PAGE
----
Courage of the Scottish Immigrants
During the first hundred years of Scottish immigration to the Americas, Philadelphia was the largest city in the British colonies, and the second largest city in the British empire. As such, its booming port was a natural destination for emigrant Scots. Many of those arriving in Philadelphia were poor or sick and in need of money, work, and friends. In 1747, a group of Scots immigrants who were already established in Philadelphia founded the St. Andrew's Society of Philadelphia to assist their indigent countrymen. The first meetings of the Society were held at Tun Tavern, which was located near this site. The early members of the Society included prominent Scottish immigrants -- physicians, educators, engineers, and military leaders, businessmen, clergymen, farmers, and lawyers -- all of whom contributed their money and skill to assist less fortunate Scots.
This Monument depicts a Scottish family, newly arrived in Philadelphia, walking up from the river ready to face the challenges of their new country with determination and courage. The group includes a young man dressed in frontier garb who has come ahead of his family to find a place for them to settle. Perhaps he has already met and received help from the members of the St. Andrew's Society; perhaps he has joined the Society himself. Having found a suitable location in Pennsylvania
His father, the patriarch of the family, retains his Celtic highland kilt, and proudly carries his cromag, or shepherd's staff and is accompanied by his faithful deerhound. The young woman is the wife of the patriarch's son, holding a baby that will grow to adulthood as an American. The young girl, perhaps an older daughter of the son, or his younger sister, carries a book which may be the family Bible. As a result of the Scottish passion for education, even the poorest of the Scots were literate, an advantage not shared by many new arrivals at that time.
The Goal of this Monument is to recognize the courage, skill, resourcefulness and tenacity of Scottish Immigrants as a group. Having endured hardship, war, and persecution in their own land, they crossed the stormy Atlantic to settle here as frontiersmen, farmers and traders; as mothers, teachers, and nurses; as artisans, architects, physicians, attorneys, clergy, bankers, soldiers, and statesmen. No matter what their clan or profession, highland or lowland, all of these Scottish immigrants shared a common Celtic heritage, a common history of struggle, defeat, and victory, and a common desire to add their individual contributions to building a new and great nation.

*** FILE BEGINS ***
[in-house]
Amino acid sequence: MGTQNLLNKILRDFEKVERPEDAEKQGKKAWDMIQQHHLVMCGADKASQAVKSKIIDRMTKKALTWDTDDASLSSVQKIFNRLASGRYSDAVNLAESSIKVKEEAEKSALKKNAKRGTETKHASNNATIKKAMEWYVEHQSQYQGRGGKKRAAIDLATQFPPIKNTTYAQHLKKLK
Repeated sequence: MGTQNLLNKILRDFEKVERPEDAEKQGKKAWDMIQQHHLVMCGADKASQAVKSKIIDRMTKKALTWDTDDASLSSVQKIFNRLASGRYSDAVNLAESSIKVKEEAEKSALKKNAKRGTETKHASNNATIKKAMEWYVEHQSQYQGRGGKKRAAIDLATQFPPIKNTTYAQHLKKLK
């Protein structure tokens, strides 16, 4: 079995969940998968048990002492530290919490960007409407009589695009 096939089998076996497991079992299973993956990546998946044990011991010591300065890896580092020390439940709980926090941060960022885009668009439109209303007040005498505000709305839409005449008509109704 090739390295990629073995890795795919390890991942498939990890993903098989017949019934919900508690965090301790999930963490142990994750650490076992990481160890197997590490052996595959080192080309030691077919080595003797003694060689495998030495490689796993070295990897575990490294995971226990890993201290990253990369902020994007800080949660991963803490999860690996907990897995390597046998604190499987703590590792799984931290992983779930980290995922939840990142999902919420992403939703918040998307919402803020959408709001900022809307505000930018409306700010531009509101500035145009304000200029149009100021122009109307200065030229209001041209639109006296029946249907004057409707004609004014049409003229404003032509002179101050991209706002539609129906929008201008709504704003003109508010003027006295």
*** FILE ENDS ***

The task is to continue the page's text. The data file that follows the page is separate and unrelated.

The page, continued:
S.T. Hudson Engineers, Inc.
in recognition of their generous support of this
Monument to Scottish Immigrants
Erected 2011 by Concerned Citizens and Organizations.
Location. 39° 56.84′ N, 75° 8.531′ W. Marker is in Philadelphia, Pennsylvania, in Philadelphia County. Marker is on Front Street south of Ionic Street, on the left when traveling south. Touch for map. Marker is at or near this postal address: I-95 Park (125-171 South Front Street), Philadelphia PA 19106, United States of America.
Other nearby markers. At least 8 other markers are within walking distance of this marker. Monument to Scottish Immigrants (here, next to this marker); a different marker also named Monument to Scottish Immigrants (here, next to this marker); St. Andrew's Society of Philadelphia (a few steps from this marker); History of Scotland (a few steps from this marker); Tun Tavern (within shouting distance of this marker); Pennsylvania Abolition Society (within shouting distance of this marker); The Irish Memorial / Leacht Cuimhneacháin na nGael (within shouting distance of this marker); An Gorta Mór - Ireland's Great Hunger (within shouting distance of this marker). Touch for a list and map of all markers in Philadelphia.
More about this marker. Marker is part of the Monument to Scottish Immigrants.
Also see . . .
1. Scottish Emigration to America. (Submitted on March 27, 2017, by William Fischer, Jr. of Scranton, Pennsylvania.)
2. A brief history of emigration & immigration in Scotland. (Submitted on March 27, 2017, by William Fischer, Jr. of Scranton, Pennsylvania.)
3. Philadelphia: Immigrant City. (Submitted on March 27, 2017, by William Fischer, Jr. of Scranton, Pennsylvania.)
4. Scots to Colonial North Carolina. (Submitted on March 27, 2017, by William Fischer, Jr. of Scranton, Pennsylvania.)
Categories. • Charity & Public Work • Fraternal or Sororal Organizations • Patriots & Patriotism • Settlements & Settlers •
Credits. This page was last revised on March 27, 2017. This page originally submitted on March 27, 2017, by William Fischer, Jr. of Scranton, Pennsylvania. This page has been viewed 102 times since then and 17 times this year. Photos: 1, 2. submitted on March 27, 2017, by William Fischer, Jr. of Scranton, Pennsylvania.